Bcl-2 proteins are layered on the surface of the mitochondria, detect damage, and activate a class of proteins called Bax, which punch holes in the mitochondrial membrane, causing cytochrome C to leak out. This cytochrome C binds to Apaf-1, or apoptotic protease activating factor-1, which is free-floating in the cell’s cytoplasm. Using energy from the ATPs in the mitochondrion, the Apaf-1 and cytochrome C bind together to form apoptosomes. The apoptosomes binds to and activates caspase-9, another free-floating protein. The caspase-9 then cleaves the proteins of the mitochondrial membrane, causing it to break down and start a chain reaction of protein denaturation and eventually phagocytosis of the cell.
Cause of aging
According to the Free-radical theory, oxidative damage intiated by reactive oxygen species is a major contributor to the functional decline that is characteristic of aging. While studies in invertebrate models indicate that animals genetically engineered to lack specific antioxidant enzymes (such as SOD) generally show a shortned lifespan (as one would expect from the theory), the converse, increasing the levels of antioxidant enzymes, has yielded inconsistent effects on lifespan (though some well-performed studies in Drosophila do show that lifespan can be increased by the overexpression of MnSOD or glutathione biosynthesizing enzymes). In mice, the story is somewhat similar. Deleting antioxidant enzymes generally yields shorter lifespan, though overexpression studies have not (with some recent exceptions), consistenly extended lifespan .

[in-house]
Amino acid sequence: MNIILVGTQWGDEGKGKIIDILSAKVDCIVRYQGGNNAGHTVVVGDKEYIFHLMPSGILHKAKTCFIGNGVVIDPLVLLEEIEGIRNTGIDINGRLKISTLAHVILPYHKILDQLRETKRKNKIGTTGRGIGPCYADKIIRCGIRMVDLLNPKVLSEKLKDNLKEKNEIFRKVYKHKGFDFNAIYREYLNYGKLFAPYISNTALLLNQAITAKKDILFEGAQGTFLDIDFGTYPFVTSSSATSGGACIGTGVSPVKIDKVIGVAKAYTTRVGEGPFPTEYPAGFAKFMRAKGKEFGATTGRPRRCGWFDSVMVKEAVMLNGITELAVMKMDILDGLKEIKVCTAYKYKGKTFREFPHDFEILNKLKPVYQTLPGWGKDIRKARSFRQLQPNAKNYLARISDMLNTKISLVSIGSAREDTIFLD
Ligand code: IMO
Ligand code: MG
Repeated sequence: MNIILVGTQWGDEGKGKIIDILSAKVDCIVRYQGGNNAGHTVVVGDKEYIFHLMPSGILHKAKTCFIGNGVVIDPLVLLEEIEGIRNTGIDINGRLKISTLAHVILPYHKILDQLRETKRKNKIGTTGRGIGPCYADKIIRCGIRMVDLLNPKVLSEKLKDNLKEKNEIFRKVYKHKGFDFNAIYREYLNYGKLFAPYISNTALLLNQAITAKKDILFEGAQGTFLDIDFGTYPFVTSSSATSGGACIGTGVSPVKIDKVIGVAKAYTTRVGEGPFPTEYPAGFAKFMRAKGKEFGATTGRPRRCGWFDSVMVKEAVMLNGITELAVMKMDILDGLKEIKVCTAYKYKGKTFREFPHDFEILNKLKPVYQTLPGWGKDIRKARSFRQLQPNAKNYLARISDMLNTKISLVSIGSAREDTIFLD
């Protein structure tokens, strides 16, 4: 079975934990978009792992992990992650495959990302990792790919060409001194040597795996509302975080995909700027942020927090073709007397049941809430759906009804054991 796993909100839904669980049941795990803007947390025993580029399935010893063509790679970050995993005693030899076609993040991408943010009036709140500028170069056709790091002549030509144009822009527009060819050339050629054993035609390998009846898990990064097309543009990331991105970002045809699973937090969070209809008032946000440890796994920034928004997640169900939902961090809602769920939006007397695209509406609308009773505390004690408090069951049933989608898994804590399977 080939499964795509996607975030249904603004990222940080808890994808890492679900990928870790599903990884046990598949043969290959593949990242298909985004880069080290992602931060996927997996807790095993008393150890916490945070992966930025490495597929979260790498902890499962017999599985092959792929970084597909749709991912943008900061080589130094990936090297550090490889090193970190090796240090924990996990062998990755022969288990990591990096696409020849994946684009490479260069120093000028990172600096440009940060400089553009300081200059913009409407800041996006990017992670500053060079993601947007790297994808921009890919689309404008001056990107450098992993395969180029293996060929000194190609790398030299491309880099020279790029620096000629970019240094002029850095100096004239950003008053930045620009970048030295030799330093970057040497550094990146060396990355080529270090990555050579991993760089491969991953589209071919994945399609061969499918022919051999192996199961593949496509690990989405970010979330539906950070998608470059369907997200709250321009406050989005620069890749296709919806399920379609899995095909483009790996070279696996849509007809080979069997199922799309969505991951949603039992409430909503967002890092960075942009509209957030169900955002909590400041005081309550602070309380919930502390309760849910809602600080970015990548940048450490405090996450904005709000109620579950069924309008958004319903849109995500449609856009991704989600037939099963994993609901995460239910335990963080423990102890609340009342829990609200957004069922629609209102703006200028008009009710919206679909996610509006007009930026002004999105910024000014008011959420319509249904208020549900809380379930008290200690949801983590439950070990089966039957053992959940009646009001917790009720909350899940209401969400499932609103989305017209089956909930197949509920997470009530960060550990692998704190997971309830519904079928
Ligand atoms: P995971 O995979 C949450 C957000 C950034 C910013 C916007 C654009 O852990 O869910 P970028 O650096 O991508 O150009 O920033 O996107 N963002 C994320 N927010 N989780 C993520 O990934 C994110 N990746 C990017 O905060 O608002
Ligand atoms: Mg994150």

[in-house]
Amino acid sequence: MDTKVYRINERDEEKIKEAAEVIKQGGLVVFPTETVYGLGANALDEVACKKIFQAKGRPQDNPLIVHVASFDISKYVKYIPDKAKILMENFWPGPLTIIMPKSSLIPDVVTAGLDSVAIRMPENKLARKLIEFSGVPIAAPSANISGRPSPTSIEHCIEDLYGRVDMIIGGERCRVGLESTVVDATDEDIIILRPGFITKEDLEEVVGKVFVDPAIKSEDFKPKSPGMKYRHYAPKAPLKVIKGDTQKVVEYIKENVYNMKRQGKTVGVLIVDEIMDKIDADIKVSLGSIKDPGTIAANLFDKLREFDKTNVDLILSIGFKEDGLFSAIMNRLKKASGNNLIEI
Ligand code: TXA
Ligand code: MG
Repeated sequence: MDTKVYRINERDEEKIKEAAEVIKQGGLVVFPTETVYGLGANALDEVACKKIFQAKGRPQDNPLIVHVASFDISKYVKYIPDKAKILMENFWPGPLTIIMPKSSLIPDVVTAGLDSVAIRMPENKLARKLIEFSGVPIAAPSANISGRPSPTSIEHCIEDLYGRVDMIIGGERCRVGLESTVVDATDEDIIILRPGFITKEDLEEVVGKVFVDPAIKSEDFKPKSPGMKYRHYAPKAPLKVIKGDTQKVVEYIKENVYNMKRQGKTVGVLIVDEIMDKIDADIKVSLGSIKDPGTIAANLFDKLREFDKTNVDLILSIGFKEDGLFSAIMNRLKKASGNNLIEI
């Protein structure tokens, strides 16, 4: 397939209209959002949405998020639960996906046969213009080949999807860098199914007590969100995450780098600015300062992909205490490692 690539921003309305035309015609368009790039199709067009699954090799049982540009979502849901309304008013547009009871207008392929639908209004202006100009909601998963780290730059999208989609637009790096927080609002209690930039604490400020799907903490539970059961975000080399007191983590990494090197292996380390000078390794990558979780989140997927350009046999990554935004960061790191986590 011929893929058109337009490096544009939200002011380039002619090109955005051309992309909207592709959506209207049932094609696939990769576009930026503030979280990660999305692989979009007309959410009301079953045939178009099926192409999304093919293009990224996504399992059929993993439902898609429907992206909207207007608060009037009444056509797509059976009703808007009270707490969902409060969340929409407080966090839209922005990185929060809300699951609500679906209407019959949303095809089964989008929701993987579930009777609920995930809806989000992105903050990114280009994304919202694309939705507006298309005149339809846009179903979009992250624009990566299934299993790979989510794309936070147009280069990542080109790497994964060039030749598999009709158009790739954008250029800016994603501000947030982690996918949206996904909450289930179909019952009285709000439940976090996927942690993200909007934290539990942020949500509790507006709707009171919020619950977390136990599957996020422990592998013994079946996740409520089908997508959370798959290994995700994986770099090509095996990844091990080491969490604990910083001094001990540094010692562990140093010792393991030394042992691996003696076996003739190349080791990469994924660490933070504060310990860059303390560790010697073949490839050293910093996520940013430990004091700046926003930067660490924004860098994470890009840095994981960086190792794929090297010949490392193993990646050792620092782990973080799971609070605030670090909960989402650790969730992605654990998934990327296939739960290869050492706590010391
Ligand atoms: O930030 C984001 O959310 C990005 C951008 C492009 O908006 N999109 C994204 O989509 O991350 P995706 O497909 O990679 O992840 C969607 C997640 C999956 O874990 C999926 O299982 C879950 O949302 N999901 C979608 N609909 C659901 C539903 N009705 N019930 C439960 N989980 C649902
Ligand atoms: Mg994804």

Superoxide dismutase (SOD) is present in two places naturally in the cell. SOD that is present in the mitochondria contains manganese (MnSod). This SOD is transcribed in the nucleus and has a mitochondrial targeting sequence, thereby localizing it to the mitochondrial matrix. SOD that is present in the cytoplasm of the cell contains copper and zinc (CuZnSod). The genes that control the formation of SOD are located on chromosomes 21, 6, and 4. When superoxide dismutase comes in contact with superoxide, it reacts with it and forms hydrogen peroxide. The stoichiometry of this reaction is that for each 2 superoxide radicals encountered by SOD, 1 H2O2 is formed. This hydrogen peroxide is dangerous in the cell because it can easily transform into a hydroxyl radical (via reaction with Fe2+: Fenton chemistry), one of the most destructive free radicals. Catalase, which is concentrated in peroxisomes located next to mitochondria but formed in the rough endoplasmic reticulum and located everywhere in the cell, reacts with the hydrogen peroxide and forms water and oxygen. Glutathione peroxidase reduces hydrogen peroxide by transferring the energy of the reactive peroxides to a very small sulfur containing protein called glutathione. The selenium contained in these enzymes acts as the reactive center, carrying reactive electrons from the peroxide to the glutathione. Peroxiredoxins also degrade H2O2, both within the mitochondria, cytosol and nucleus.
|This article is licensed under the GNU Free Documentation License. It uses material from the Wikipedia article "Reactive_oxygen_species". A list of authors is available in Wikipedia.|